Sunday, October 30, 2016

The Dead and the Environment Part 3: The Talking Dead: What the Dead Tell Us About the Environment

Click for photo credit.
As we approach Halloween, I thought it would be spooktacular to introduce a new brief series on On the Brink that focuses on the dead and the environment. The third part of this three-part series is titled, The Talking Dead:  What the Dead Tell Us About the Environment. The previous posts on this series are listed at the end of this post.

When I was working on my Ph.D. on human alterations of soils, my advisor, Dr. Robert Eidt, told me that I needed to take archaeology courses so that I would have a deeper understanding of the significance of humans in environmental change throughout time. He always made the point that humans have been altering the planet for millennia and that this change could be mapped and quantified chemically and physically in soils. I took as many archaeology
The impact of humans on the environment is evident almost everywhere.
Here you can see the classic elevated "tel" or pile of debris present
in ancient cities of the Old World. This is the ancient city of Marib
in Yemen near where I worked for two field seasons in the 1980's.
Click for photo credit.
courses as I could. My experiences led me to work on a number of archaeological sites in Yemen, the Midwest, Florida, California, Arkansas, and Tennessee. Yet nothing demonstrated the direct impact of humans on soils as did work I completed with Dr. Lynne Goldstein on a cemetery excavation in California.

Here, we found that the soils impacted preservation of graves and human remains and that the graves impacted soil development. The soils in the cemetery were so incredibly variable that in some cases full coffins were preserved while in other cases we would find only coffin nails. In some cases bone fragments would be present and in other cases only teeth could be found. The high variability of the natural soils due to the complex geological setting of coastal California led to variability in preservation. At the same time,
The dietary choices we make are imprinted in our bones. What
will archaeologists learn about our modern diet if they ever
did you up? Click for photo credit.
we saw significant soil changes as a result of the decomposition of the coffins and their contents. Hard 
metallo-organic soil pans formed in some places that were too dense for standard archaeological excavation techniques. 

This specific example is but one way that the dead tell us about the environment. 

Over the past few decades, scientists have been examining the remains of the ancient dead to find out what we can learn from them about past environments. We can tell, for instance, whether or not their diet consisted of certain types of foods. These foods tell us about the relationship of our ancestors with their environment. It has been found, for example, that Neanderthals ate mainly a meat diet based on the ratios of nitrogen-15 to nitrogen-14. Their bones tell us that their diet is more akin to that of wolves than almost any other creature. 

What we choose to bury with the dead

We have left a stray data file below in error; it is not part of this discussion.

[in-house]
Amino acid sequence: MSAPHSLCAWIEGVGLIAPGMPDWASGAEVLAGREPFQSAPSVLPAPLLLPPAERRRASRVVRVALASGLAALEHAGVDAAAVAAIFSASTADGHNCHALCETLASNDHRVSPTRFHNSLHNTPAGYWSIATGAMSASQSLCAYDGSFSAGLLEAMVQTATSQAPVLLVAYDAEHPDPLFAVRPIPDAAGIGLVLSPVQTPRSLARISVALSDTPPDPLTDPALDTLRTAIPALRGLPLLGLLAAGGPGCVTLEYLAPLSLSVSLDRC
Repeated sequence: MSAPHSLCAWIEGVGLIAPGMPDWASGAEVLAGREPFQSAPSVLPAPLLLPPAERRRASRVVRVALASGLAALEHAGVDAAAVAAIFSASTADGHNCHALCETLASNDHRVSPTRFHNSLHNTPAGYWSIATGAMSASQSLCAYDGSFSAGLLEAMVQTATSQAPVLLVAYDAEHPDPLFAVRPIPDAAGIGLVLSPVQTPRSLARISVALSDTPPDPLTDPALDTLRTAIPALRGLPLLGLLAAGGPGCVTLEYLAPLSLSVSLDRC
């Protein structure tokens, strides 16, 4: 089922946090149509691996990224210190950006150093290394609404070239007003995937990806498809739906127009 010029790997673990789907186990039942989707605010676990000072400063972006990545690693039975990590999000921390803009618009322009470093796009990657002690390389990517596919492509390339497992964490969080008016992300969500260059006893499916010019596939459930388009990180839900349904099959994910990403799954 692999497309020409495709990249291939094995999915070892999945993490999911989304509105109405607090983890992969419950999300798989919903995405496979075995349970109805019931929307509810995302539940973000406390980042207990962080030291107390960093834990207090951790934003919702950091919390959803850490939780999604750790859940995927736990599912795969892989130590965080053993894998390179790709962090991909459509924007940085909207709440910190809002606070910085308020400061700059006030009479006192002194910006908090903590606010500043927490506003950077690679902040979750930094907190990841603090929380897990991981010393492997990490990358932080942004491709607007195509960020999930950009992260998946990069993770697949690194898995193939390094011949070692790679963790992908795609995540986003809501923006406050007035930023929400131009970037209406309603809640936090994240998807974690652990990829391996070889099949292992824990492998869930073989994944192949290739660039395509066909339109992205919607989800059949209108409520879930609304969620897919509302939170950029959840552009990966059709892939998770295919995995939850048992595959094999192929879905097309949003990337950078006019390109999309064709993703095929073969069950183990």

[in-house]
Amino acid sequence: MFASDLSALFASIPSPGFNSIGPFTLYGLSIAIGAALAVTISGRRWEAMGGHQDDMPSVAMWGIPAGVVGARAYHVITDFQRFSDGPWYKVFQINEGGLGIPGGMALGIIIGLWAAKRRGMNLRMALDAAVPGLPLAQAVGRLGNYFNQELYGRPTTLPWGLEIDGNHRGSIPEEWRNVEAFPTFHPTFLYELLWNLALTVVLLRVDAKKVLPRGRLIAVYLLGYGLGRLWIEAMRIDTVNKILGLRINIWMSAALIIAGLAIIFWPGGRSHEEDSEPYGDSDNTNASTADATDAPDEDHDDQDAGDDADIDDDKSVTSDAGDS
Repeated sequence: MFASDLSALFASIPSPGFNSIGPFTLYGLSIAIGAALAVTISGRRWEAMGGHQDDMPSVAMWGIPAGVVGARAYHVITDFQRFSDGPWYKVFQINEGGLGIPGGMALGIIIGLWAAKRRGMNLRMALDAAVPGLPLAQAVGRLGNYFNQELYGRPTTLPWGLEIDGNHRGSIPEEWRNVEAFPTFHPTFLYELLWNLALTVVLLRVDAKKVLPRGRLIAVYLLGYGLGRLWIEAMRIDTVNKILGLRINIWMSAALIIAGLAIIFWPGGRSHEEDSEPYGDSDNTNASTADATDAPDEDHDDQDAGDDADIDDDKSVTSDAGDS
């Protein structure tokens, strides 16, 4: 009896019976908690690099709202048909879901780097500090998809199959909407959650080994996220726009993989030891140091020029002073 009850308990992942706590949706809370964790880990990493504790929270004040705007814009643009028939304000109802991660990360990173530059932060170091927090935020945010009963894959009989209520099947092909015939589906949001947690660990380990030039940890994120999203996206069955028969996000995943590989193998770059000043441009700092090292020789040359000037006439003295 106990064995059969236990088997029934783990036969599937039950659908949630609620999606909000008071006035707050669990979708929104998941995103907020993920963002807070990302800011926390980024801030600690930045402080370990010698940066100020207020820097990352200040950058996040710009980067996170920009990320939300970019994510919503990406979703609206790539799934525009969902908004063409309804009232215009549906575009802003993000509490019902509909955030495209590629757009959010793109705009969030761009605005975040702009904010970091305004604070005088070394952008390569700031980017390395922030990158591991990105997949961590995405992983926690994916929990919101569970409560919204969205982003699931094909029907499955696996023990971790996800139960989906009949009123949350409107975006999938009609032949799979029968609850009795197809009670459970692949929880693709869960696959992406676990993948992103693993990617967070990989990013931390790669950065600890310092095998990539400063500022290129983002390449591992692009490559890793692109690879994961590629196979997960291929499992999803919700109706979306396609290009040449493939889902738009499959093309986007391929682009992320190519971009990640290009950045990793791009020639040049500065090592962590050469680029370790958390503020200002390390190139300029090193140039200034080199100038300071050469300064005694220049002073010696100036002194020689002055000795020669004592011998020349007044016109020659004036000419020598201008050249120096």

can also tell us about the environment. What
common thing do you own that could tell us
about the our times? Click for photo credit.
Advances in skeletal bone chemistry allows researchers to reconstruct not only diet, but also environmental risks, such as proto-industrial lead exposure. By studying the chemistry of human remains we can also reconstruct environmental conditions such as climate, presence of particular ecosystems, and natural hazards. 

The way graves are preserved also tells us about the environment from the time of burial to the present. Perhaps the most obvious example of this comes from our understanding of the ancient bog burials of Great Britain. Here, peat cutters have found the nearly intact remains of bodies that were sacrificed hundreds of years ago. We know that the environment in these situations remained relatively stable their since the deaths otherwise they would not be preserved. This is in stark contrast to the recent findings of bodies released by a glaciers in Europe. In Italy, the bodies of soldiers from World War I have been found not that far from a body dating from over 5000 years ago. It is clear from their release that the environment that preserves glaciers and their entombed dead is changing.

But it is not just the skeletal remains that tell us about past environments. Did the ancient Norse treat their dead to a funeral on a burning boat because they couldn't dig into the frozen ground? Did some burial traditions evolve to prevent public health problems? Even the new rules put out by the Vatican  last week about handling the dead are responding to current environmental conditions. We have less room
What might your grave contents tell us about the present
environment? Click for photo credit.
for cemeteries and we are finding more compact ways to manage the ever increasing dead around us as our population continues to expand. How we handle the dead is a reflection, in part, of our current environmental condition.

Think about how the environment impacts the choices you make about your remains and how the environment will be impacted by your choices. What will archaeologists and other scientists find out about our times based on the choices that you make?

For previous posts in this series, click here and here.

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